I came across this book by accident (or serendipity?) while searching for a customer’s book at the YA section. I’ve always said that it’s unwise to send me to the YA section for any reason; I’d go there with only the thought of getting that one book that a customer wants, or to find someone, and I’d come back with a pile of books in my arms and a very dazed, what the hell just happened? look on my face. Okay, lately I don’t find the section as irresistible as I used to, but that’s only because Kit no longer brings in hardcovers of not-so-popular titles (i.e. not Gossip Girl, Mr. Midnight, etc). That’s another story to be told another time.
This book by Paul Magrs caught my attention because (1) it is by Paul Magrs, who has two books in my fantasy section, and (2) the cover just caught my eye. I liked the colourful swirl of alphabets. I picked it up and scanned the back cover, and I saw the words “Great Big Book Exchange” and the phrase “united by their voracious appetite for novels”, and I thought, hey, this book was calling out to me! Why else would I notice a single spined copy amidst a full shelf of books, all shouting “read me! read me!” Haha.
Once I started it, though, I stopped a couple of times. Not for very long. I just had to clear my head several times and get used to the language. I can’t really describe or say why I had misgivings about the language; I just did. And I also thought, haven’t I read this author before? I checked, and found out that I owned a book called Strange Boy by Paul Magrs, that I started and didn’t finish because of the same reason. I think a part of it was not being able to relate to the characters much. I could relate to their love for books, but I couldn’t relate to them. Maybe if it was written in the first person, I could enjoy it more. As it is, I liked the story and the idea of it, but try as I might, I wasn’t transported into that world. If YA is my drug of choice, well, this book gave me a buzz but not a real high. That’s the only way I know how to put it, I guess.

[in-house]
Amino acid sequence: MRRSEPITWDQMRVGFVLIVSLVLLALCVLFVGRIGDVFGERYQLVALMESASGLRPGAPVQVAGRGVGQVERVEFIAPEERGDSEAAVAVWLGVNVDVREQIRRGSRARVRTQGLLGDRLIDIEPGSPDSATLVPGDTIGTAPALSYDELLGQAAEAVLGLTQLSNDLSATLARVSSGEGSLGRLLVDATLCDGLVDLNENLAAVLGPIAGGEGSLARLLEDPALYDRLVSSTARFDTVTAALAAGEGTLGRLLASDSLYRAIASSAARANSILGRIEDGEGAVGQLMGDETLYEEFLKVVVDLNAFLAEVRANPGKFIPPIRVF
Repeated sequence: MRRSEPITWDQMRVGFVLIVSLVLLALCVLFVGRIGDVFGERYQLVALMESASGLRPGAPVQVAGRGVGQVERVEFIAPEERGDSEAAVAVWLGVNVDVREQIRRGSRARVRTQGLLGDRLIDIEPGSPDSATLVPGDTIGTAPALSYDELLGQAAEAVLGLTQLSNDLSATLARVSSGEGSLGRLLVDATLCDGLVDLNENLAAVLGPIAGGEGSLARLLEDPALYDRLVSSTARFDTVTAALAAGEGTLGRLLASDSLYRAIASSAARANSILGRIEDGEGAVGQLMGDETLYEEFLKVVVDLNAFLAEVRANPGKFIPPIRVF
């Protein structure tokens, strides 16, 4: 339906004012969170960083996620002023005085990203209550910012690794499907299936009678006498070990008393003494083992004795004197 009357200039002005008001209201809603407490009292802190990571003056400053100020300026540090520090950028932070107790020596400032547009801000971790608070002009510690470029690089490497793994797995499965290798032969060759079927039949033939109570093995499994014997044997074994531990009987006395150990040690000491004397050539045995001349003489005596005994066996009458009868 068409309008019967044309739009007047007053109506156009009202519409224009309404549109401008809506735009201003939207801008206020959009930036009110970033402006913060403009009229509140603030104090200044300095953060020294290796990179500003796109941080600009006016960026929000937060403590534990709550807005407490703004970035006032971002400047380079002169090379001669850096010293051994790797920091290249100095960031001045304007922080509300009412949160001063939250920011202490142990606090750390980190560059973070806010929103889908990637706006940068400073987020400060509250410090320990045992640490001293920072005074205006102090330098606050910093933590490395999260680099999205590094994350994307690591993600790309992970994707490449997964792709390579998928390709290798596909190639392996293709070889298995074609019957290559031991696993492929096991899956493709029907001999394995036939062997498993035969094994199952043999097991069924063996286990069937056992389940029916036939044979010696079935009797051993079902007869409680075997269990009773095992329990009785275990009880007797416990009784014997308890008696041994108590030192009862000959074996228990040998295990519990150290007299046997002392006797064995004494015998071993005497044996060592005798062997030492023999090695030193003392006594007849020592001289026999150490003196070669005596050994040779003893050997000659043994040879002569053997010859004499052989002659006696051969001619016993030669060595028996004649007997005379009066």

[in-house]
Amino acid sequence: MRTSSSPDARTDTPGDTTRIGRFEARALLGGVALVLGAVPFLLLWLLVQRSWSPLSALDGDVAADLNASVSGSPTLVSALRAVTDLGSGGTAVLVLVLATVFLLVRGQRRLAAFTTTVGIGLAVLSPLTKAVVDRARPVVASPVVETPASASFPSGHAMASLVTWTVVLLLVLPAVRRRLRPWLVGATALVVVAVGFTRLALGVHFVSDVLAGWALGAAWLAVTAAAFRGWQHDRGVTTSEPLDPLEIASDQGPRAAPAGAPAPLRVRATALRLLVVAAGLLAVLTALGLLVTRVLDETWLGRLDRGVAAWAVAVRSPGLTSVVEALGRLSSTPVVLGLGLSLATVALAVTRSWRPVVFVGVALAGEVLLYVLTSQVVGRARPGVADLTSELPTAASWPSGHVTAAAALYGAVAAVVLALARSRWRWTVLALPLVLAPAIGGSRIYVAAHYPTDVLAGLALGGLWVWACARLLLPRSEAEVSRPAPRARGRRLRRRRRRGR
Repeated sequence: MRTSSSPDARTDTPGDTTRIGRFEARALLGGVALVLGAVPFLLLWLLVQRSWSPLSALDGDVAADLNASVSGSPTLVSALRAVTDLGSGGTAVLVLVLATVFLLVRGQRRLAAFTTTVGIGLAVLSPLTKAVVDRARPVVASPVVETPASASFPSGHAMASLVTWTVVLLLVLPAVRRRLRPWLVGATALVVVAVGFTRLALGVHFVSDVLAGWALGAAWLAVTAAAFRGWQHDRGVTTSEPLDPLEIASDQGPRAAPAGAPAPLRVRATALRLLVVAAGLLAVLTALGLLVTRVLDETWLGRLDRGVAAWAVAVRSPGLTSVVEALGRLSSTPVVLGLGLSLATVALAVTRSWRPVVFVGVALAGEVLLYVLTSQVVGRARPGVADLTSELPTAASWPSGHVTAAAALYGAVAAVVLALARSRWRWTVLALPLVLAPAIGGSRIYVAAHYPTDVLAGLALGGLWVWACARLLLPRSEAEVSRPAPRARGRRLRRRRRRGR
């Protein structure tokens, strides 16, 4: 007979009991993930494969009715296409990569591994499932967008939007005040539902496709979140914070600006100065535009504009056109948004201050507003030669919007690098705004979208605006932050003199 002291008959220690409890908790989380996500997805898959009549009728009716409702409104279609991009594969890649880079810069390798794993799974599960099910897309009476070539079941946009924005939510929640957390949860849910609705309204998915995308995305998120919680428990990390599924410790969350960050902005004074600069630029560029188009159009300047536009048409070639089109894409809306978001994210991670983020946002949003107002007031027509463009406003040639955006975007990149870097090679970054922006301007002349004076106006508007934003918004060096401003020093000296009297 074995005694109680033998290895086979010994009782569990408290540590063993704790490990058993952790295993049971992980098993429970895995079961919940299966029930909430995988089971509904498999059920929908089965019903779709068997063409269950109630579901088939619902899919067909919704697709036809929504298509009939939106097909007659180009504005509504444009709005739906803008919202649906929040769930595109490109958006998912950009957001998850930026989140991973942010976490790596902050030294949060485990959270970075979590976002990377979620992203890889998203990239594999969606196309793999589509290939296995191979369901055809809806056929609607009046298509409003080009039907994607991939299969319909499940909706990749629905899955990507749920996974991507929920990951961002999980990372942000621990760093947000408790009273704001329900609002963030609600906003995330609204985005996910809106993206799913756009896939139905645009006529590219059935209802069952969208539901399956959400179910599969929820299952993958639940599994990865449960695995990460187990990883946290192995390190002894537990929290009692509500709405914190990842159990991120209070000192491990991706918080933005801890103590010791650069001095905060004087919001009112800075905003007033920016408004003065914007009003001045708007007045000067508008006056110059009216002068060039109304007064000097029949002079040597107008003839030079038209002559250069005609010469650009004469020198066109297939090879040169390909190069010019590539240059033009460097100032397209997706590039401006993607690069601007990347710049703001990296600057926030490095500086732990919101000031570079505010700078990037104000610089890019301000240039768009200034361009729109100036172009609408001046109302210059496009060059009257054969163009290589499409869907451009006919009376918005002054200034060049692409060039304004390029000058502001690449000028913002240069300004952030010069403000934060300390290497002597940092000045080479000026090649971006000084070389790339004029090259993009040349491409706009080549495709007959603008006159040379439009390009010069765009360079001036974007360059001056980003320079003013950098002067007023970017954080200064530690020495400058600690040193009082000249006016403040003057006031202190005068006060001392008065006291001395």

I do love the idea of the Great Big Book Exchange – it’s similar to the shop I used to go as a child, in Central Market. Actually, the store is still there now, but they hardly have YA or childrens’ books now, and are overwhelmed with Mills & Boons romances. When I was a kid, though, I loved that place. It was where I got my Sweet Valleys and Christopher Pikes and Enid Blytons. There was also a rental bookshop (another bookstore with the same idea as the Great Big Book Exchange) in Jusco, which my mother would take me to every weekend. I never returned any of the books I took, though; I was possessive about my reading material even then. And that’s the other thing that I didn’t relate to in Exchange, Winnie’s conclusion that people shouldn’t hoard books. (Yeah. I was going like, gasp! horror!)
In the end I’d say that this book is actually enjoyable enough (once I got used to the language; maybe the fact that I read the beautifully written Someday This Pain Will Be Useful To You before this book didn’t help) that I plan to look for my copy of Strange Boy and give it another try. I’d recommend this book to anyone who is a bibliophile, but definitely not to reluctant readers.